Published: July 19, 2018
Commons RJ, Simpson JA, Thriemer K, Humphreys GS, Abreha T, Anez A, Anstey NM, Awab GR, Baird JK, Barber BE, Borghini-Fuhrer I, Chu CS, D’Alessandro U, Dahal P, Daher A, de Vries PJ, Erhart A, Gomes MSM, Gonzalez-Ceron L, Grigg MJ, Heidari A, Hwang J, Kager PA, Ketema T, Khan WA, Lacerda MVG, Leslie T, Ley B, Lidia K, Monteiro WM, Nosten F, Pereira DB, Phan GT, Phyo AP, Rowland M, Saravu K, Sibley CH, Siqueira AM, Stepniewska K, Sutanto I, Taylor WRJ, Thwaites G, Tran BQ, Tran HT, Valecha N, Vieiera LF, Wangchuk S, William T, Woodrow CJ, Zuluaga-Idarraga L, Guerin PJ, White NJ, Price RN. The effect of chloroquine dose and primaquine on Plasmodium vivax recurrence: a WorldWide Antimalarial Resistance Network systematic review and individual patient pooled meta-analysis. Lancet Infect Dis. 19 July 2018 (online first). https://doi.org/10.1016/S1473-3099(18)30348-7
Chloroquine remains the mainstay of treatment for Plasmodium vivax malaria despite increasing reports of treatment failure. We did a systematic review and meta-analysis to investigate the effect of chloroquine dose and the addition of primaquine on the risk of recurrent vivax malaria across different settings.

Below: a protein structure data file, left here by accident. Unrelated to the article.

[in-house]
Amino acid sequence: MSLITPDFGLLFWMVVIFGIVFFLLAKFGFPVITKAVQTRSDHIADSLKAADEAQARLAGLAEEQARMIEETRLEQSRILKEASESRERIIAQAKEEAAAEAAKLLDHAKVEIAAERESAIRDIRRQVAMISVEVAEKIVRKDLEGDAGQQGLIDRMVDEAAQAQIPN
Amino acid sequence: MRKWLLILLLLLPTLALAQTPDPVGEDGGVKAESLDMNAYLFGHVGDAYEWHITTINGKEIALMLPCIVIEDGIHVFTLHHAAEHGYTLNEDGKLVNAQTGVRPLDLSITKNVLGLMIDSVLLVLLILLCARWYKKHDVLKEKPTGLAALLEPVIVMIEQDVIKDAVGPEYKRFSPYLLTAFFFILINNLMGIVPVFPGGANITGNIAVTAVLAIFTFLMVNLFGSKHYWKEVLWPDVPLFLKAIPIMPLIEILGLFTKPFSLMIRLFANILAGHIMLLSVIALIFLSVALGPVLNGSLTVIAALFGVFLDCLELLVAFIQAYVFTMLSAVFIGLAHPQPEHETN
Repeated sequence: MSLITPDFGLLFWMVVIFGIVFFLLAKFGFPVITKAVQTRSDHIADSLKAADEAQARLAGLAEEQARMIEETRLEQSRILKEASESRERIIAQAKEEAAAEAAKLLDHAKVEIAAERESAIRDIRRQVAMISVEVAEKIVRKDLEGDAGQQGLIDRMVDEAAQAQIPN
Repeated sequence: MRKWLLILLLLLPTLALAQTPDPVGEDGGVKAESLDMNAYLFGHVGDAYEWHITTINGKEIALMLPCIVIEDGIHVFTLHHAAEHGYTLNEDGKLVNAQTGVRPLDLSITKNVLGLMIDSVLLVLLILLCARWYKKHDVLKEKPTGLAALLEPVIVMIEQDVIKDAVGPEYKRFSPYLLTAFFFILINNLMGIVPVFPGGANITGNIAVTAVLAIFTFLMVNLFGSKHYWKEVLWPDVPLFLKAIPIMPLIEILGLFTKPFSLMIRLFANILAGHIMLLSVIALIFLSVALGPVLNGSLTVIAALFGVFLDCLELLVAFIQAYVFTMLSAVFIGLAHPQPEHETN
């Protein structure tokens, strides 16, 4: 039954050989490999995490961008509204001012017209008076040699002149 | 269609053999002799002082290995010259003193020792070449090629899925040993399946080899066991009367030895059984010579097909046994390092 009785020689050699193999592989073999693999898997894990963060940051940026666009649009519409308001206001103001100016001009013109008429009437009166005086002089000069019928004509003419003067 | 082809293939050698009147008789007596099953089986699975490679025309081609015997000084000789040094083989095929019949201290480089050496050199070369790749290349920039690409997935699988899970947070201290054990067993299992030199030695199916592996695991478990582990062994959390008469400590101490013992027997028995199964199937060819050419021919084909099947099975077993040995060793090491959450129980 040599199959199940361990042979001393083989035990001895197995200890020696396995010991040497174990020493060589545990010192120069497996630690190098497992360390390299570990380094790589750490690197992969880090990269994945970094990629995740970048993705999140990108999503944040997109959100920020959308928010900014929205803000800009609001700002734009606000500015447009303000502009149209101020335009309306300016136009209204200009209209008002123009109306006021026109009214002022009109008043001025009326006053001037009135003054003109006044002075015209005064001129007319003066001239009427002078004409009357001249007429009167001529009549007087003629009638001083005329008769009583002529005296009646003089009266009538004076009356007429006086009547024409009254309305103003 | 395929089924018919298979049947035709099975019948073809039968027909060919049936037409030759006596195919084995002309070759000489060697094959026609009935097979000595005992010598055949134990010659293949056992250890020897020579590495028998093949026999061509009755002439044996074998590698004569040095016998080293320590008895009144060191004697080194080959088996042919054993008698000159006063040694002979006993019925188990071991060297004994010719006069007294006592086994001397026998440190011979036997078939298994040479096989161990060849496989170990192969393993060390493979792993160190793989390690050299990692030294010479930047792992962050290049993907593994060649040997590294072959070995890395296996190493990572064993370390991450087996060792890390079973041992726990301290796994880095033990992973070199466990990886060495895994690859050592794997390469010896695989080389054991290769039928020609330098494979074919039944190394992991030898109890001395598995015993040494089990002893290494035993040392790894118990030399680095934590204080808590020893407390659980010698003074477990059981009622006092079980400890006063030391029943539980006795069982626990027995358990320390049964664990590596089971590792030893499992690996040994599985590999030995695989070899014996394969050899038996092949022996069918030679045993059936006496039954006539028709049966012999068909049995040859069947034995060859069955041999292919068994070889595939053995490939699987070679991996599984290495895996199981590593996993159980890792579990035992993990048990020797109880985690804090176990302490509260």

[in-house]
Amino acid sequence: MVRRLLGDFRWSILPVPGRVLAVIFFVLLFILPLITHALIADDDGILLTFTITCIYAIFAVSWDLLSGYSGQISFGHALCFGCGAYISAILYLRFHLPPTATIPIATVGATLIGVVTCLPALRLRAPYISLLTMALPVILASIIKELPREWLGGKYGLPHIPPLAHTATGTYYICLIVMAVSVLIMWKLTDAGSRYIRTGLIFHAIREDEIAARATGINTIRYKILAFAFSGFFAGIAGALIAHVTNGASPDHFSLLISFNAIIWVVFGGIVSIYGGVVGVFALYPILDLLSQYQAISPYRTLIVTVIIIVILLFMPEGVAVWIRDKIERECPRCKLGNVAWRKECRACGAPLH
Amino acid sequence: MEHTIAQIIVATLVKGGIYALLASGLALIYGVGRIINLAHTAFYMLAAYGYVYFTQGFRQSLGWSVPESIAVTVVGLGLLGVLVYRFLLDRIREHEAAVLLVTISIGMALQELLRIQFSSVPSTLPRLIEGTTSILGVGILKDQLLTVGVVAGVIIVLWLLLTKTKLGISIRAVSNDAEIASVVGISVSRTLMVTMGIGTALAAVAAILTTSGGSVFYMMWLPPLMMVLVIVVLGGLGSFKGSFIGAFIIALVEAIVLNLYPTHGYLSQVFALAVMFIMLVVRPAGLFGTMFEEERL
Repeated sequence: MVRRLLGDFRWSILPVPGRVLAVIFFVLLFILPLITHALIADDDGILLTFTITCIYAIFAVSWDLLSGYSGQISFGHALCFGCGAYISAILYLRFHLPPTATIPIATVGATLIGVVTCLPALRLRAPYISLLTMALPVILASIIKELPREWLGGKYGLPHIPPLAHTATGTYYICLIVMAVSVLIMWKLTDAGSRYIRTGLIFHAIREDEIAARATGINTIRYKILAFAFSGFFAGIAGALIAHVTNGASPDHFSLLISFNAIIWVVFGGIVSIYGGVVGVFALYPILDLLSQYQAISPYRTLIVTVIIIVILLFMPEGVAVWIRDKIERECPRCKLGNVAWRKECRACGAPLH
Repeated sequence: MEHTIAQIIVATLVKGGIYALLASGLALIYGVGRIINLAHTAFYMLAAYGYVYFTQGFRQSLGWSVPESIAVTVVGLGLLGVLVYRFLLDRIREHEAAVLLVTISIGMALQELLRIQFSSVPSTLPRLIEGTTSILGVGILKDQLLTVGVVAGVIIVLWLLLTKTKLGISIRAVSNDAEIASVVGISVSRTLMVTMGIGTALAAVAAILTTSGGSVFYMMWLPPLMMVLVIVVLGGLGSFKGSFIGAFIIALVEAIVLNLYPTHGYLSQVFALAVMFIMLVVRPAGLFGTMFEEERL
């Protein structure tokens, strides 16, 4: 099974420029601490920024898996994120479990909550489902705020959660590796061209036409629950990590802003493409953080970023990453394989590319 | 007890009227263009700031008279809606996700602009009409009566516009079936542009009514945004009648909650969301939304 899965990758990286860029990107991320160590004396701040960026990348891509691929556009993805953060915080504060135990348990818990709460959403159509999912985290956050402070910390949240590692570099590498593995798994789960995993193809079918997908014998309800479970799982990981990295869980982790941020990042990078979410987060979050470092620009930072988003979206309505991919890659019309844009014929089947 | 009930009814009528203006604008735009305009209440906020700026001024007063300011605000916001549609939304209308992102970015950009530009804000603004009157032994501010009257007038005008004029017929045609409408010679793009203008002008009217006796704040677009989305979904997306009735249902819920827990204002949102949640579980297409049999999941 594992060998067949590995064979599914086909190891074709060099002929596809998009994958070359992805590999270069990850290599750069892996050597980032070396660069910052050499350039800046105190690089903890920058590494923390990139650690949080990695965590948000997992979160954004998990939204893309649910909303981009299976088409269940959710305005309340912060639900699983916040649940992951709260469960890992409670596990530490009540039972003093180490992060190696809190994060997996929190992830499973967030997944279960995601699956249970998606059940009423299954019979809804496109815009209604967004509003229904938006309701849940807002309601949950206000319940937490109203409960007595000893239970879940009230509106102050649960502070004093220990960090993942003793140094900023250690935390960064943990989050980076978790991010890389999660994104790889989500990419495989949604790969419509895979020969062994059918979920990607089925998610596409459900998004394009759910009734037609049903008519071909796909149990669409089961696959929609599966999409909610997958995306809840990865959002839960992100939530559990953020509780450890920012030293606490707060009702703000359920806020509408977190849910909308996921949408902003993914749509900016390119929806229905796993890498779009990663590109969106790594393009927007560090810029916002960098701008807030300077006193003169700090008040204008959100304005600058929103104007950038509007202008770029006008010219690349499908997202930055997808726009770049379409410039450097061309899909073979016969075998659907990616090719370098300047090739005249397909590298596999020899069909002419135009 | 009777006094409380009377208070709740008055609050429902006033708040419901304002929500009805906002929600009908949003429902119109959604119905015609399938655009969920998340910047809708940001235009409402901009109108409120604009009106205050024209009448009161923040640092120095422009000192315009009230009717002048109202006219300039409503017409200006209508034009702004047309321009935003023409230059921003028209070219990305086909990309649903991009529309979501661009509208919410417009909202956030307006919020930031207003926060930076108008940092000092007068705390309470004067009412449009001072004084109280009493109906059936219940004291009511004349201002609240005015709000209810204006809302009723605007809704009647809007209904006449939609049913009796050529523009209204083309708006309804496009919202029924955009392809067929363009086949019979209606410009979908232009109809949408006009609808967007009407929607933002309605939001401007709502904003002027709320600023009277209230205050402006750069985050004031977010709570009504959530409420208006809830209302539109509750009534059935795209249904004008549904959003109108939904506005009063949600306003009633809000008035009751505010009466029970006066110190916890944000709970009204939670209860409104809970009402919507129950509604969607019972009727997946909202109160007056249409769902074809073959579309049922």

A systematic review done in MEDLINE, Web of Science, Embase, and Cochrane Database of Systematic Reviews identified P vivaxclinical trials published between Jan 1, 2000, and March 22, 2017. Principal investigators were invited to share individual patient data, which were pooled using standardised methods. Cox regression analyses with random effects for study site were used to investigate the roles of chloroquine dose and primaquine use on rate of recurrence between day 7 and day 42 (primary outcome). The review protocol is registered in PROSPERO, number CRD42016053310.
Of 134 identified chloroquine studies, 37 studies (from 17 countries) and 5240 patients were included. 2990 patients were treated with chloroquine alone, of whom 1041 (34·8%) received a dose below the target 25 mg/kg. The risk of recurrence was 32·4% (95% CI 29·8–35·1) by day 42. After controlling for confounders, a 5 mg/kg higher chloroquine dose reduced the rate of recurrence overall (adjusted hazard ratio [AHR] 0·82, 95% CI 0·69–0·97; p=0·021) and in children younger than 5 years (0·59, 0·41–0·86; p=0·0058). Adding primaquine reduced the risk of recurrence to 4·9% (95% CI 3·1–7·7) by day 42, which is lower than with chloroquine alone (AHR 0·10, 0·05–0·17; p<0·0001).